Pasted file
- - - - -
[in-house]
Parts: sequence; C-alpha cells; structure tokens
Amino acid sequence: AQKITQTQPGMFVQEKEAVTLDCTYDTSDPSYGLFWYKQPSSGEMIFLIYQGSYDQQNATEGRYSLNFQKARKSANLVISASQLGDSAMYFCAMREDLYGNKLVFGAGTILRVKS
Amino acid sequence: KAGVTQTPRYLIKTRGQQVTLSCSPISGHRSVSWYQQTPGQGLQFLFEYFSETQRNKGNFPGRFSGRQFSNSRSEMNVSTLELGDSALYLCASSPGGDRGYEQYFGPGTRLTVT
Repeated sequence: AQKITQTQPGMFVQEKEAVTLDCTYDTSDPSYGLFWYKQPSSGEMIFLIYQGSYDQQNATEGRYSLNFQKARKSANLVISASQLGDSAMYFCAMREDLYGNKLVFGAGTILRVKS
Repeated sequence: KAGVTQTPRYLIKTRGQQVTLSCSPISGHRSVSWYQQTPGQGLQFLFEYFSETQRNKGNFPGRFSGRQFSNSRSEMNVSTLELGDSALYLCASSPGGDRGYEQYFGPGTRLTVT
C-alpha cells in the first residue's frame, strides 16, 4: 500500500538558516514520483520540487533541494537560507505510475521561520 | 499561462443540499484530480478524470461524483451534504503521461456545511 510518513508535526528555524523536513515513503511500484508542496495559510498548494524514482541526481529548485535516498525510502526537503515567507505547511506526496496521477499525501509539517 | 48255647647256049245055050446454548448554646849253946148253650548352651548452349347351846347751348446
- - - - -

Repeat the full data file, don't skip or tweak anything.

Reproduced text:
[in-house]
Parts: sequence; C-alpha cells; structure tokens
Amino acid sequence: AQKITQTQPGMFVQEKEAVTLDCTYDTSDPSYGLFWYKQPSSGEMIFLIYQGSYDQQNATEGRYSLNFQKARKSANLVISASQLGDSAMYFCAMREDLYGNKLVFGAGTILRVKS
Amino acid sequence: KAGVTQTPRYLIKTRGQQVTLSCSPISGHRSVSWYQQTPGQGLQFLFEYFSETQRNKGNFPGRFSGRQFSNSRSEMNVSTLELGDSALYLCASSPGGDRGYEQYFGPGTRLTVT
Repeated sequence: AQKITQTQPGMFVQEKEAVTLDCTYDTSDPSYGLFWYKQPSSGEMIFLIYQGSYDQQNATEGRYSLNFQKARKSANLVISASQLGDSAMYFCAMREDLYGNKLVFGAGTILRVKS
Repeated sequence: KAGVTQTPRYLIKTRGQQVTLSCSPISGHRSVSWYQQTPGQGLQFLFEYFSETQRNKGNFPGRFSGRQFSNSRSEMNVSTLELGDSALYLCASSPGGDRGYEQYFGPGTRLTVT
C-alpha cells in the first residue's frame, strides 16, 4: 500500500538558516514520483520540487533541494537560507505510475521561520 | 499561462443540499484530480478524470461524483451534504503521461456545511 510518513508535526528555524523536513515513503511500484508542496495559510498548494524514482541526481529548485535516498525510502526537503515567507505547511506526496496521477499525501509539517 | 48255647647256049245055050446454548448554646849253946148253650548352651548452349347351846347751348446